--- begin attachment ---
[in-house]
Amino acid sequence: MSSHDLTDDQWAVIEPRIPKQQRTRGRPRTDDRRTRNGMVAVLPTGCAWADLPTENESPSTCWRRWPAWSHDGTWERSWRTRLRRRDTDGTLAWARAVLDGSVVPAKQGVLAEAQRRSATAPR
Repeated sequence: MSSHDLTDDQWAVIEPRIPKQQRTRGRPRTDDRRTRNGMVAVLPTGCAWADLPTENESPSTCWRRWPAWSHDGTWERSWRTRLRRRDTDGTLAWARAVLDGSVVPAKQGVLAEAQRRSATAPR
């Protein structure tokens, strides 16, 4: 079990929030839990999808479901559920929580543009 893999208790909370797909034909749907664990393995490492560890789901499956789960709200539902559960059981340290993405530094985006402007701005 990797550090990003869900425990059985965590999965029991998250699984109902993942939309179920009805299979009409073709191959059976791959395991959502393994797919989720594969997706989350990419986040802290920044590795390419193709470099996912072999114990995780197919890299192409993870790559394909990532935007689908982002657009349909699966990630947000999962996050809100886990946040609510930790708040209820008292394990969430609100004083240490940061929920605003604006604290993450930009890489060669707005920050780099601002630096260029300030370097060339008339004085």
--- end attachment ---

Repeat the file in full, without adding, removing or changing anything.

[in-house]
Amino acid sequence: MSSHDLTDDQWAVIEPRIPKQQRTRGRPRTDDRRTRNGMVAVLPTGCAWADLPTENESPSTCWRRWPAWSHDGTWERSWRTRLRRRDTDGTLAWARAVLDGSVVPAKQGVLAEAQRRSATAPR
Repeated sequence: MSSHDLTDDQWAVIEPRIPKQQRTRGRPRTDDRRTRNGMVAVLPTGCAWADLPTENESPSTCWRRWPAWSHDGTWERSWRTRLRRRDTDGTLAWARAVLDGSVVPAKQGVLAEAQRRSATAPR
């Protein structure tokens, strides 16, 4: 079990929030839990999808479901559920929580543009 893999208790909370797909034909749907664990393995490492560890789901499956789960709200539902559960059981340290993405530094985006402007701005 990797550090990003869900425990059985965590999965029991998250699984109902993942939309179920009805299979009409073709191959059976791959395991959502393994797919989720594969997706989350990419986040802290920044590795390419193709470099996912072999114990995780197919890299192409993870790559394909990532935007689908982002657009349909699966990630947000999962996050809100886990946040609510930790708040209820008292394990969430609100004083240490940061929920605003604006604290993450930009890489060669707005920050780099601002630096260029300030370097060339008339004085």